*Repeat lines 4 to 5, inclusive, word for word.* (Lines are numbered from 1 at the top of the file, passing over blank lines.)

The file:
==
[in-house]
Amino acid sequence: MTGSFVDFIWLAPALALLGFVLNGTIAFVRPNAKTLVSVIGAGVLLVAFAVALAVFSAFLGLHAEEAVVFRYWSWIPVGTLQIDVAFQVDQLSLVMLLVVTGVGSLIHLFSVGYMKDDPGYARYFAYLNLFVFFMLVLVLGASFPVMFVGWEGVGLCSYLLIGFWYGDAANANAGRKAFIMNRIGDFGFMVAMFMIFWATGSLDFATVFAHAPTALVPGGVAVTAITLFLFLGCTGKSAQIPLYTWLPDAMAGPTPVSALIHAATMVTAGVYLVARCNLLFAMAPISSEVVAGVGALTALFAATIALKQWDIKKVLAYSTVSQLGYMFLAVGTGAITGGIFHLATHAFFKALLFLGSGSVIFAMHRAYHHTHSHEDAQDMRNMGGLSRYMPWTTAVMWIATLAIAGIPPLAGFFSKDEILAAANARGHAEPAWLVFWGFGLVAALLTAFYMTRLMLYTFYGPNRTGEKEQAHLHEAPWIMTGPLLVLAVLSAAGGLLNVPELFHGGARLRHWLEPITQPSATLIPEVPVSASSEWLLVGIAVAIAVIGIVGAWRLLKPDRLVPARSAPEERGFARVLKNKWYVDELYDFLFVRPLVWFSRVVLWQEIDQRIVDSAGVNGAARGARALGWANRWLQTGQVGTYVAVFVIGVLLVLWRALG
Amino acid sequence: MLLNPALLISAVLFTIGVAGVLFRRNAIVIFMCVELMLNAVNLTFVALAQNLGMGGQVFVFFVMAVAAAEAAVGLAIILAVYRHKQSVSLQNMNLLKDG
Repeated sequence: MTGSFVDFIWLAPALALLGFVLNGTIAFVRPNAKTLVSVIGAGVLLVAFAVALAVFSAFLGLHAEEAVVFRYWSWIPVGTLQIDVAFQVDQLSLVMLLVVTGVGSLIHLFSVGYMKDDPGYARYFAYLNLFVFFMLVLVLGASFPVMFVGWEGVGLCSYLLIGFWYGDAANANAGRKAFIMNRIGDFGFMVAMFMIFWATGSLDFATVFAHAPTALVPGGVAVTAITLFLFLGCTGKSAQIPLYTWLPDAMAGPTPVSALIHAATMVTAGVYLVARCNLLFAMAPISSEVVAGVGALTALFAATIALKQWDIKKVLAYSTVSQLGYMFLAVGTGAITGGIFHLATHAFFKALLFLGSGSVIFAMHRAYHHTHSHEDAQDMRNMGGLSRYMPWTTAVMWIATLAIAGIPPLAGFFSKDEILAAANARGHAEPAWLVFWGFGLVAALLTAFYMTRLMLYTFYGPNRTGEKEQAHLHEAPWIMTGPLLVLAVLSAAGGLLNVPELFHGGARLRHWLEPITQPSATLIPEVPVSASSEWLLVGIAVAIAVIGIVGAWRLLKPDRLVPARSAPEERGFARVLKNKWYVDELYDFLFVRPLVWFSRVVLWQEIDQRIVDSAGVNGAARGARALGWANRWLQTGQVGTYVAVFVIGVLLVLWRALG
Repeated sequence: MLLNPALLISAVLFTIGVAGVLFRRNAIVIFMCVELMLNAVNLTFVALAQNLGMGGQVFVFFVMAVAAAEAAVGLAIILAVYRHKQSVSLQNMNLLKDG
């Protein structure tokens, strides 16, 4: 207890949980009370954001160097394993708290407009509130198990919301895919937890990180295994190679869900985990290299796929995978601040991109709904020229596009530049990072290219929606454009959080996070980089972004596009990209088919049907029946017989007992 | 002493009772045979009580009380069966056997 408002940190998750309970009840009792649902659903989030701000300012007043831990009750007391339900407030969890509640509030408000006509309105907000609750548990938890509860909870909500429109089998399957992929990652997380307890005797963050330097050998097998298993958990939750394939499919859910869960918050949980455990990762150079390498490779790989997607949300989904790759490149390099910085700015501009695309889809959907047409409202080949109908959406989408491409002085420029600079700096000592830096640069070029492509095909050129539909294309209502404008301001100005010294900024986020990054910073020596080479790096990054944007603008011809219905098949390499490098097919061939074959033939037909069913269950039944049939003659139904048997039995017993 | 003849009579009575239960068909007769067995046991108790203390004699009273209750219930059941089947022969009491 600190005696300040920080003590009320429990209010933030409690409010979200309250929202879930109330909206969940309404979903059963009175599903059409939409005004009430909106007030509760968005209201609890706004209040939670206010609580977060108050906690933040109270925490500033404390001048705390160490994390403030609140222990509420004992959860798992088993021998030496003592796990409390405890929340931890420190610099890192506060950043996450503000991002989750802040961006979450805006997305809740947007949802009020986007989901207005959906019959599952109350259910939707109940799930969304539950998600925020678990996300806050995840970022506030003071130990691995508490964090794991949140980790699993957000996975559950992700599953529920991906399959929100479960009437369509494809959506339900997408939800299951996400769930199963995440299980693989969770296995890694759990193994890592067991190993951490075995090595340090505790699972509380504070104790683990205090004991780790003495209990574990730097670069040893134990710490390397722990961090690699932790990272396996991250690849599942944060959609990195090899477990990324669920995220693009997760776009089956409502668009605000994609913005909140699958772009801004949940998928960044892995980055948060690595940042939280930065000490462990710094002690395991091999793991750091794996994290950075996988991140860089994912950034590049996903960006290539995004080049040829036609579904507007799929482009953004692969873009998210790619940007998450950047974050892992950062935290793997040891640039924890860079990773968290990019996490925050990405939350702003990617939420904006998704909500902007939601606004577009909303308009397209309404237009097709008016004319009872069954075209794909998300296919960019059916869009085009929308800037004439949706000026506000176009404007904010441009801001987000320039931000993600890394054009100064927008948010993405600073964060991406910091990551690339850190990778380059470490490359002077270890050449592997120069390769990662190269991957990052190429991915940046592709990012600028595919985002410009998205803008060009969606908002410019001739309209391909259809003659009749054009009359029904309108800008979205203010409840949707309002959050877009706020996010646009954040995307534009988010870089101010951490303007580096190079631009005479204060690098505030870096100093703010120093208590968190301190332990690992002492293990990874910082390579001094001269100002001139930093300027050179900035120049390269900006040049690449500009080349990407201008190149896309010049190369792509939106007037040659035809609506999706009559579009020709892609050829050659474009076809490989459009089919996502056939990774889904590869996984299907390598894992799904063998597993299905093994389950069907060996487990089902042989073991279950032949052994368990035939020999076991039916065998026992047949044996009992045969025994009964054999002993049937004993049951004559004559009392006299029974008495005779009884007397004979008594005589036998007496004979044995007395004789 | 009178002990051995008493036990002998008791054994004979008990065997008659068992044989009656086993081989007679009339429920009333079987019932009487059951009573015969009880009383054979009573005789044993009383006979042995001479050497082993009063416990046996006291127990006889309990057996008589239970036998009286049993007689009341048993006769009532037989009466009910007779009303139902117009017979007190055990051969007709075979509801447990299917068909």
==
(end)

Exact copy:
Repeated sequence: MTGSFVDFIWLAPALALLGFVLNGTIAFVRPNAKTLVSVIGAGVLLVAFAVALAVFSAFLGLHAEEAVVFRYWSWIPVGTLQIDVAFQVDQLSLVMLLVVTGVGSLIHLFSVGYMKDDPGYARYFAYLNLFVFFMLVLVLGASFPVMFVGWEGVGLCSYLLIGFWYGDAANANAGRKAFIMNRIGDFGFMVAMFMIFWATGSLDFATVFAHAPTALVPGGVAVTAITLFLFLGCTGKSAQIPLYTWLPDAMAGPTPVSALIHAATMVTAGVYLVARCNLLFAMAPISSEVVAGVGALTALFAATIALKQWDIKKVLAYSTVSQLGYMFLAVGTGAITGGIFHLATHAFFKALLFLGSGSVIFAMHRAYHHTHSHEDAQDMRNMGGLSRYMPWTTAVMWIATLAIAGIPPLAGFFSKDEILAAANARGHAEPAWLVFWGFGLVAALLTAFYMTRLMLYTFYGPNRTGEKEQAHLHEAPWIMTGPLLVLAVLSAAGGLLNVPELFHGGARLRHWLEPITQPSATLIPEVPVSASSEWLLVGIAVAIAVIGIVGAWRLLKPDRLVPARSAPEERGFARVLKNKWYVDELYDFLFVRPLVWFSRVVLWQEIDQRIVDSAGVNGAARGARALGWANRWLQTGQVGTYVAVFVIGVLLVLWRALG
Repeated sequence: MLLNPALLISAVLFTIGVAGVLFRRNAIVIFMCVELMLNAVNLTFVALAQNLGMGGQVFVFFVMAVAAAEAAVGLAIILAVYRHKQSVSLQNMNLLKDG